When Your Rental Car is Used in a Crime

Photo via iStockPhoto.com/Aceshot
Photo via iStockPhoto.com/Aceshot

In August 2013, former New England Patriot Aaron Hernandez was indicted on first-degree murder and weapons charges stemming from the death of Odin Lloyd, a semi-pro football player for the Boston Bandits. Two critical pieces of evidence were discovered in Hernandez’s rental car: shell casings and blue Bubblicious chewing gum.

Hernandez allegedly purchased a pack of the chewing gum from a gas station the night of the murder while driving a rental car. A chewed piece was found in the car upon its return to the rental company, where Hernandez offered the rental agent a piece from the same gum packet. A chewed piece of the same gum was also found in a trash bin near the crime scene.

Hernandez’s returned rental car also contained a .44 caliber shell casing (the same caliber as the gun used to kill Lloyd), matching five casings found at the crime scene.

The Hernandez case illustrates a type of scenario often faced by car rental companies, which frequently leads to these questions: What is the obligation of a car rental company to report evidence of a possible crime? What are the scope and extent of a company’s duties to cooperate in police investigations, and how should the company respond to a subpoena?

Following these best practices will help a car rental company answer those questions and minimize risk while protecting the business.

Understand Your Duty to Report a Crime

If a car is returned with a gun or drugs in the trunk, or there is evidence of wrongdoing (such as blood stains on the seats), do you have to notify the authorities?

Generally speaking there is no affirmative duty to report a crime. However, there are exceptions, which vary from state to state and municipality to municipality. Mandatory reporting statutes are rare but occur where it is specific to a certain legislated group.

The exceptions generally involve minors or vulnerable adults. For example, in Arizona, there is no general affirmative duty requiring a private citizen to report evidence of a crime, except when there is evidence of harm to a child.

California similarly requires reporting of harm to minors or the elderly, specifically under the California Child Abuse and Neglect Reporting Act (CANRA).

In Ohio, there is a codified, affirmative duty to report evidence of a crime. The Ohio statute includes specific language mandating that anyone who discovers a dead body or acquires “first knowledge” of the death of a person must report the death immediately to law enforcement.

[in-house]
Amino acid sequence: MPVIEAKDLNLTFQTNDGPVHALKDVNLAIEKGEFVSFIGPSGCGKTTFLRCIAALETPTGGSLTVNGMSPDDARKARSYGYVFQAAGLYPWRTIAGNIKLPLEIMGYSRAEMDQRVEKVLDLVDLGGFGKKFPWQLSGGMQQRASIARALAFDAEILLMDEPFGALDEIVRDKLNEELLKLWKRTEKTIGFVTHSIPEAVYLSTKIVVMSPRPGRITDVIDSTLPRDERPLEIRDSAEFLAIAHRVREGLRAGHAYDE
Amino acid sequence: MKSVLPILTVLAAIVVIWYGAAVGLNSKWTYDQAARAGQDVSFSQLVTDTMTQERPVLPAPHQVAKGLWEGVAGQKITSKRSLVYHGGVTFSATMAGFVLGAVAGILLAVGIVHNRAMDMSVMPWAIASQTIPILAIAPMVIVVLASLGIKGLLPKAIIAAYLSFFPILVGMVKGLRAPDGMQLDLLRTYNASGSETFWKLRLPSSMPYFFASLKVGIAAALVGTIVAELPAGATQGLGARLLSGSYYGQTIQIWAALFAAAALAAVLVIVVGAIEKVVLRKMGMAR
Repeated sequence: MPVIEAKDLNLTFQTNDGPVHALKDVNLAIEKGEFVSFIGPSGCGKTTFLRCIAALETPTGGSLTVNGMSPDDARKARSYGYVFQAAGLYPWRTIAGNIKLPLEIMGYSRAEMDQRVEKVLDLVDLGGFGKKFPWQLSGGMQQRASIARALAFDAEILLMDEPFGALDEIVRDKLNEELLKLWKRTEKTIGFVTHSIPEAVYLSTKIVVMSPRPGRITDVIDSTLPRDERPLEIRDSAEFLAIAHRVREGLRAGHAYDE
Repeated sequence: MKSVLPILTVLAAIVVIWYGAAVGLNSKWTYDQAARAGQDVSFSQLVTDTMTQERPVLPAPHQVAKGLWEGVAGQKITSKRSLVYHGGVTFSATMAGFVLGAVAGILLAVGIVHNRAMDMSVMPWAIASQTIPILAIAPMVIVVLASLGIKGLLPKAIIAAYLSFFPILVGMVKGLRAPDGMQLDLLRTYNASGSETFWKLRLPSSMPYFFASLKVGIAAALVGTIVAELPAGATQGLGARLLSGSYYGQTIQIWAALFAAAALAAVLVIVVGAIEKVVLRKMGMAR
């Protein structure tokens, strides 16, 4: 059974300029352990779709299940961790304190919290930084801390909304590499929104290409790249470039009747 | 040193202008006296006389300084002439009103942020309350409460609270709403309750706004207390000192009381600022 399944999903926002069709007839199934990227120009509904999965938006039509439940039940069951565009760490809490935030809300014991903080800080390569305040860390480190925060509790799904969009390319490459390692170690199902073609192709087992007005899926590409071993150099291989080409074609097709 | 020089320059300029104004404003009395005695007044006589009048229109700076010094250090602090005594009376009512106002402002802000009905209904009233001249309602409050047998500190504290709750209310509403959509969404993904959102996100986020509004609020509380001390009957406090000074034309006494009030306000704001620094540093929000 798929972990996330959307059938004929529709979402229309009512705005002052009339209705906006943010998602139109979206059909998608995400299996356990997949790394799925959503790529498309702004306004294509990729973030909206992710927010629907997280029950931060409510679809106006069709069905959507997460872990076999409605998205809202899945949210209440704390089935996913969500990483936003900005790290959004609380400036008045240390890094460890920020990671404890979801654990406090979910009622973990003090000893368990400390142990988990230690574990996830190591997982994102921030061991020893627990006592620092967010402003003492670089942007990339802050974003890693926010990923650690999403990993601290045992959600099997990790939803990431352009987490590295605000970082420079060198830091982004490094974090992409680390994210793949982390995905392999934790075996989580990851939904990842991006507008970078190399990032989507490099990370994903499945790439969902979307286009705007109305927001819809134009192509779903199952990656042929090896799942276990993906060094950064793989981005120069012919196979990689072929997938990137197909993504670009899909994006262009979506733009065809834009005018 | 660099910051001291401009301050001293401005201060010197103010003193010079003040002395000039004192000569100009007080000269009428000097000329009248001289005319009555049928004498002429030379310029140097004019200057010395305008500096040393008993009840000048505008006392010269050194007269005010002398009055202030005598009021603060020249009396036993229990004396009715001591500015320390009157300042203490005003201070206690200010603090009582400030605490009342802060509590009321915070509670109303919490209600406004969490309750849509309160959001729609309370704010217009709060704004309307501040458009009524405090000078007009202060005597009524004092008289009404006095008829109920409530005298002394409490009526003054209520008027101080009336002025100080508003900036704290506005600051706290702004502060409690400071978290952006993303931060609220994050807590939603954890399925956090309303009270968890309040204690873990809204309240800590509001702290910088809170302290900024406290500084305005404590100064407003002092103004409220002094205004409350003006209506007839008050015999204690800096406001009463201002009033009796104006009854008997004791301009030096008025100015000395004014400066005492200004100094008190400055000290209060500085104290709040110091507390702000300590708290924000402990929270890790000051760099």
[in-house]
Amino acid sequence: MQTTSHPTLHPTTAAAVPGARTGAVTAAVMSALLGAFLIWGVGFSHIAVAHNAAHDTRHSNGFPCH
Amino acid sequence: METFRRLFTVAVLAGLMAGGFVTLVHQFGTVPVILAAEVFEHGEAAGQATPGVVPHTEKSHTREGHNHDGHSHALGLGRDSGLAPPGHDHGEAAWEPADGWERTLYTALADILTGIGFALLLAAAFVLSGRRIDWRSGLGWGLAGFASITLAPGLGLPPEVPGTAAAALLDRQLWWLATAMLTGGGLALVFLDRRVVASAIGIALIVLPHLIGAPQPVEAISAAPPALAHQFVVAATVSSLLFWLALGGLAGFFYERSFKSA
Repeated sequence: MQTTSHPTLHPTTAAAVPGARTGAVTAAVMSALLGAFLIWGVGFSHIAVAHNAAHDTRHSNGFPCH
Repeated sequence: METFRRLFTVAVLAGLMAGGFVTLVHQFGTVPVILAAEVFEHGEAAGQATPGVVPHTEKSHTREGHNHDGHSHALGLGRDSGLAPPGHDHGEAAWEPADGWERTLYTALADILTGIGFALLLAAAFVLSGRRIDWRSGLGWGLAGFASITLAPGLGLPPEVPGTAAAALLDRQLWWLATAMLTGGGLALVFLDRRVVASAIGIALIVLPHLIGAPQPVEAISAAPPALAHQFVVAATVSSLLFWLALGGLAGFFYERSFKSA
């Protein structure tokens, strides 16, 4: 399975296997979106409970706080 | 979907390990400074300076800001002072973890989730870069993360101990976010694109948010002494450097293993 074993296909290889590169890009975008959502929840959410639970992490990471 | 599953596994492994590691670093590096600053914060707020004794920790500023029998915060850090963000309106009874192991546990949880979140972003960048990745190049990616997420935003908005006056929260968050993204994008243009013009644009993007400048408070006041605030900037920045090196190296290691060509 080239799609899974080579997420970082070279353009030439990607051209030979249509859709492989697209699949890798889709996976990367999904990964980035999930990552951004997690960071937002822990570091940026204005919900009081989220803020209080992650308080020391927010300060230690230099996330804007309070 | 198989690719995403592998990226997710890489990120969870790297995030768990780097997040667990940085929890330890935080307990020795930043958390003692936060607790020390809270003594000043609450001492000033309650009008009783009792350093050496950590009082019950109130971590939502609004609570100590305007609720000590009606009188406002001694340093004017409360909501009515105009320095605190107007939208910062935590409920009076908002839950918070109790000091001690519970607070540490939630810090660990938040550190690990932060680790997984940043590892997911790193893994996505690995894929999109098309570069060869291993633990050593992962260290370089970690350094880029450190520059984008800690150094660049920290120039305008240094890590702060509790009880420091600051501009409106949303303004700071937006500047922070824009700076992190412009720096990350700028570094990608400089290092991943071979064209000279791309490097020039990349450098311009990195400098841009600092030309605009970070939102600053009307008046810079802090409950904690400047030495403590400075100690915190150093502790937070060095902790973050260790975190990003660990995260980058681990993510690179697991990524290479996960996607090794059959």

The Ohio statute also lists penalties for failure to report — generally second- and fourth-degree misdemeanor offenses — and in particular circumstances it could lead to further criminal penalties.

Note that even in Ohio, a person can be found guilty of violating the reporting statute only where there is actual knowledge of the commission of the crime, coupled with a failure to report.

A federal statute, called “misprision of felony,” may be applicable for federal crimes. This statute echoes Ohio’s statute, stating that those with knowledge of the commission of a felony who do not report it as soon as possible will be subject to a fine or possible imprisonment.

Even Absent a Legal Duty, Companies Should Consider Developing Reporting Practices

Employees should be instructed on how and to whom to make a report when they observe suspicious activity or evidence. If you suspect that the vehicle itself could be evidence of a crime, the safest and smartest thing to do is to document the incident and inform law enforcement.

Before calling your police jurisdiction’s non-emergency line, determine the identity of all individuals who have or may have had contact with the vehicle.

Make sure you know which employee rented the vehicle, who discovered the evidence and anyone who would testify to the state of the vehicle.Collect the documents signed by the renter and ensure that the vehicle is in a safe place.

In order to protect the business and the employees, it is important to carefully note the exact condition and location where the car was found. If there is surveillance footage, back up the original and make a copy for law enforcement.

If law enforcement is interested in impounding the vehicle as evidence, ask for an inventory and photos of the vehicle for indemnity purposes and to make claims if the vehicle is further damaged in police custody. Do not remove items, however, even if there are items that belong to the company — such as a GPS unit or maps.

By providing law enforcement information up front to complete a report and investigation quickly, you may eliminate the need for disruptive employee interviews and follow-up meetings.

CONTINUED:  When Your Rental Car is Used in a Crime
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